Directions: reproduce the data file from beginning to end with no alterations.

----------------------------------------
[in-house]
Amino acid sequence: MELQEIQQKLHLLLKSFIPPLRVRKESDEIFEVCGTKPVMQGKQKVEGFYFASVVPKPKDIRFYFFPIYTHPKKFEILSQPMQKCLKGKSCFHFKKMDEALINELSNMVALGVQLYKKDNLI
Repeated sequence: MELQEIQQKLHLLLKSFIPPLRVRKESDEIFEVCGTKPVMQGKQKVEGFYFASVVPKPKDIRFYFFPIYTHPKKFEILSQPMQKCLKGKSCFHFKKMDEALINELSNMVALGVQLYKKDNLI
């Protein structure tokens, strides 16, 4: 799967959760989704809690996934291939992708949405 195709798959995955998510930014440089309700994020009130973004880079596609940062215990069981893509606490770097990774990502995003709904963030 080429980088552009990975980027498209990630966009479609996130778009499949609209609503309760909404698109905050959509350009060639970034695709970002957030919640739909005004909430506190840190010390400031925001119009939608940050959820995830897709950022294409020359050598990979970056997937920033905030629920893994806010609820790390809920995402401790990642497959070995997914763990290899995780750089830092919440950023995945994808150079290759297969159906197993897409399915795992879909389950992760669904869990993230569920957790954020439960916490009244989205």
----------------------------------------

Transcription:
[in-house]
Amino acid sequence: MELQEIQQKLHLLLKSFIPPLRVRKESDEIFEVCGTKPVMQGKQKVEGFYFASVVPKPKDIRFYFFPIYTHPKKFEILSQPMQKCLKGKSCFHFKKMDEALINELSNMVALGVQLYKKDNLI
Repeated sequence: MELQEIQQKLHLLLKSFIPPLRVRKESDEIFEVCGTKPVMQGKQKVEGFYFASVVPKPKDIRFYFFPIYTHPKKFEILSQPMQKCLKGKSCFHFKKMDEALINELSNMVALGVQLYKKDNLI
């Protein structure tokens, strides 16, 4: 799967959760989704809690996934291939992708949405 195709798959995955998510930014440089309700994020009130973004880079596609940062215990069981893509606490770097990774990502995003709904963030 080429980088552009990975980027498209990630966009479609996130778009499949609209609503309760909404698109905050959509350009060639970034695709970002957030919640739909005004909430506190840190010390400031925001119009939608940050959820995830897709950022294409020359050598990979970056997937920033905030629920893994806010609820790390809920995402401790990642497959070995997914763990290899995780750089830092919440950023995945994808150079290759297969159906197993897409399915795992879909389950992760669904869990993230569920957790954020439960916490009244989205």